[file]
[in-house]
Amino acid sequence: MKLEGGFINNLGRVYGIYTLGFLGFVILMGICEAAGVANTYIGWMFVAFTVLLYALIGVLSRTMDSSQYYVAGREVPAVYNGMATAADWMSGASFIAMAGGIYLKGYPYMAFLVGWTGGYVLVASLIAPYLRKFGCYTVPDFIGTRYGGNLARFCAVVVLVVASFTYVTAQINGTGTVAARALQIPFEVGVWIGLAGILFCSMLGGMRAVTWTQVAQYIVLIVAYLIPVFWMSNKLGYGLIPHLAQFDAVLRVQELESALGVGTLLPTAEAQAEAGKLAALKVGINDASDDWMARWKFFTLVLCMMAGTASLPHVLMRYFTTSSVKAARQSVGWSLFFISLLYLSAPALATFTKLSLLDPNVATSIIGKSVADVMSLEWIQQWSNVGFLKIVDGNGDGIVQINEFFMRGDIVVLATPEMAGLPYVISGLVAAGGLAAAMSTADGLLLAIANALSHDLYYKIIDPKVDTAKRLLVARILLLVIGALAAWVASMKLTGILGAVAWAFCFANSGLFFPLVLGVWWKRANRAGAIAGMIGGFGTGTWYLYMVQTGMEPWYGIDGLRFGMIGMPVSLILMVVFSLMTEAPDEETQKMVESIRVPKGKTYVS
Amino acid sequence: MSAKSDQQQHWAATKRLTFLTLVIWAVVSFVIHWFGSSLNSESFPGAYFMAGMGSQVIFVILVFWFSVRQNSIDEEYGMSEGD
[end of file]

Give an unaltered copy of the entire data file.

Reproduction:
[in-house]
Amino acid sequence: MKLEGGFINNLGRVYGIYTLGFLGFVILMGICEAAGVANTYIGWMFVAFTVLLYALIGVLSRTMDSSQYYVAGREVPAVYNGMATAADWMSGASFIAMAGGIYLKGYPYMAFLVGWTGGYVLVASLIAPYLRKFGCYTVPDFIGTRYGGNLARFCAVVVLVVASFTYVTAQINGTGTVAARALQIPFEVGVWIGLAGILFCSMLGGMRAVTWTQVAQYIVLIVAYLIPVFWMSNKLGYGLIPHLAQFDAVLRVQELESALGVGTLLPTAEAQAEAGKLAALKVGINDASDDWMARWKFFTLVLCMMAGTASLPHVLMRYFTTSSVKAARQSVGWSLFFISLLYLSAPALATFTKLSLLDPNVATSIIGKSVADVMSLEWIQQWSNVGFLKIVDGNGDGIVQINEFFMRGDIVVLATPEMAGLPYVISGLVAAGGLAAAMSTADGLLLAIANALSHDLYYKIIDPKVDTAKRLLVARILLLVIGALAAWVASMKLTGILGAVAWAFCFANSGLFFPLVLGVWWKRANRAGAIAGMIGGFGTGTWYLYMVQTGMEPWYGIDGLRFGMIGMPVSLILMVVFSLMTEAPDEETQKMVESIRVPKGKTYVS
Amino acid sequence: MSAKSDQQQHWAATKRLTFLTLVIWAVVSFVIHWFGSSLNSESFPGAYFMAGMGSQVIFVILVFWFSVRQNSIDEEYGMSEGD